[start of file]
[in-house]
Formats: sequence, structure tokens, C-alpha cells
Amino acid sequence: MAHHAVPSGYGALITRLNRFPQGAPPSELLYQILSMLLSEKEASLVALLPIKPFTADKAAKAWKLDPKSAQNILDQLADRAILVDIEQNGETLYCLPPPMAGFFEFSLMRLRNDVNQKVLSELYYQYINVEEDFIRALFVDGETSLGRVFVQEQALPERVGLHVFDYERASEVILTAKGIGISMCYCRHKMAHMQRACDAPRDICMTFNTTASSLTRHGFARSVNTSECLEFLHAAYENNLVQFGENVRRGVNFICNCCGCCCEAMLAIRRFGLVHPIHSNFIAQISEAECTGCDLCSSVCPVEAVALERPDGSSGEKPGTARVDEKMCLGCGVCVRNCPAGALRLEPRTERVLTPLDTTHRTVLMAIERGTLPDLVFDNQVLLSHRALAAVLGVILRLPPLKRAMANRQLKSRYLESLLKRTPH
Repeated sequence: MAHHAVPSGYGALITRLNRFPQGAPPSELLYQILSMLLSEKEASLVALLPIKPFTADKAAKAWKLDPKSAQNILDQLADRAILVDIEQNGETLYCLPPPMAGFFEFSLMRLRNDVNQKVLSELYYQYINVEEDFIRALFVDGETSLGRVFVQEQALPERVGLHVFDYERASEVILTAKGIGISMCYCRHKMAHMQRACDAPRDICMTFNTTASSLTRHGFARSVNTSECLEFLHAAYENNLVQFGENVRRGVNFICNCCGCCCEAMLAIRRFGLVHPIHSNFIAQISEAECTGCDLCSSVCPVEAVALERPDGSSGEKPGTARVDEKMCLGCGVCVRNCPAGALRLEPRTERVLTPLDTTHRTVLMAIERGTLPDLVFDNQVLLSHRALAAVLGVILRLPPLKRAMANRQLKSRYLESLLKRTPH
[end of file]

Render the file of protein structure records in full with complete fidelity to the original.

[in-house]
Formats: sequence, structure tokens, C-alpha cells
Amino acid sequence: MAHHAVPSGYGALITRLNRFPQGAPPSELLYQILSMLLSEKEASLVALLPIKPFTADKAAKAWKLDPKSAQNILDQLADRAILVDIEQNGETLYCLPPPMAGFFEFSLMRLRNDVNQKVLSELYYQYINVEEDFIRALFVDGETSLGRVFVQEQALPERVGLHVFDYERASEVILTAKGIGISMCYCRHKMAHMQRACDAPRDICMTFNTTASSLTRHGFARSVNTSECLEFLHAAYENNLVQFGENVRRGVNFICNCCGCCCEAMLAIRRFGLVHPIHSNFIAQISEAECTGCDLCSSVCPVEAVALERPDGSSGEKPGTARVDEKMCLGCGVCVRNCPAGALRLEPRTERVLTPLDTTHRTVLMAIERGTLPDLVFDNQVLLSHRALAAVLGVILRLPPLKRAMANRQLKSRYLESLLKRTPH
Repeated sequence: MAHHAVPSGYGALITRLNRFPQGAPPSELLYQILSMLLSEKEASLVALLPIKPFTADKAAKAWKLDPKSAQNILDQLADRAILVDIEQNGETLYCLPPPMAGFFEFSLMRLRNDVNQKVLSELYYQYINVEEDFIRALFVDGETSLGRVFVQEQALPERVGLHVFDYERASEVILTAKGIGISMCYCRHKMAHMQRACDAPRDICMTFNTTASSLTRHGFARSVNTSECLEFLHAAYENNLVQFGENVRRGVNFICNCCGCCCEAMLAIRRFGLVHPIHSNFIAQISEAECTGCDLCSSVCPVEAVALERPDGSSGEKPGTARVDEKMCLGCGVCVRNCPAGALRLEPRTERVLTPLDTTHRTVLMAIERGTLPDLVFDNQVLLSHRALAAVLGVILRLPPLKRAMANRQLKSRYLESLLKRTPH